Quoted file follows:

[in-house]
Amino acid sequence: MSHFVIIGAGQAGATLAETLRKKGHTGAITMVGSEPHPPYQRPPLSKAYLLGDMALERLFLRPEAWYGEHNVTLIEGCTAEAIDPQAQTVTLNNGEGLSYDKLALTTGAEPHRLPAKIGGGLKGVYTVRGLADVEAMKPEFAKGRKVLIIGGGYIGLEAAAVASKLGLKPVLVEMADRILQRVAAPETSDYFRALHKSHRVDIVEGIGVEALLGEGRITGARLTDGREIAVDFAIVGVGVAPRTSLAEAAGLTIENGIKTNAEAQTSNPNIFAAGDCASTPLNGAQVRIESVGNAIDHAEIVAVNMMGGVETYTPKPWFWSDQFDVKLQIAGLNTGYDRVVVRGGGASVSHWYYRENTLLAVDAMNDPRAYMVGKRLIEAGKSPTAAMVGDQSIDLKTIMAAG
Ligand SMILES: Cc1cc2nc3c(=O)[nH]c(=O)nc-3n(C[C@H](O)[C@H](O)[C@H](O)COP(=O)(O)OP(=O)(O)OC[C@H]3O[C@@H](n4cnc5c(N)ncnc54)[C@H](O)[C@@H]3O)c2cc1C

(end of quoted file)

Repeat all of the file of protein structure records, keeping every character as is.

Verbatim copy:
[in-house]
Amino acid sequence: MSHFVIIGAGQAGATLAETLRKKGHTGAITMVGSEPHPPYQRPPLSKAYLLGDMALERLFLRPEAWYGEHNVTLIEGCTAEAIDPQAQTVTLNNGEGLSYDKLALTTGAEPHRLPAKIGGGLKGVYTVRGLADVEAMKPEFAKGRKVLIIGGGYIGLEAAAVASKLGLKPVLVEMADRILQRVAAPETSDYFRALHKSHRVDIVEGIGVEALLGEGRITGARLTDGREIAVDFAIVGVGVAPRTSLAEAAGLTIENGIKTNAEAQTSNPNIFAAGDCASTPLNGAQVRIESVGNAIDHAEIVAVNMMGGVETYTPKPWFWSDQFDVKLQIAGLNTGYDRVVVRGGGASVSHWYYRENTLLAVDAMNDPRAYMVGKRLIEAGKSPTAAMVGDQSIDLKTIMAAG
Ligand SMILES: Cc1cc2nc3c(=O)[nH]c(=O)nc-3n(C[C@H](O)[C@H](O)[C@H](O)COP(=O)(O)OP(=O)(O)OC[C@H]3O[C@@H](n4cnc5c(N)ncnc54)[C@H](O)[C@@H]3O)c2cc1C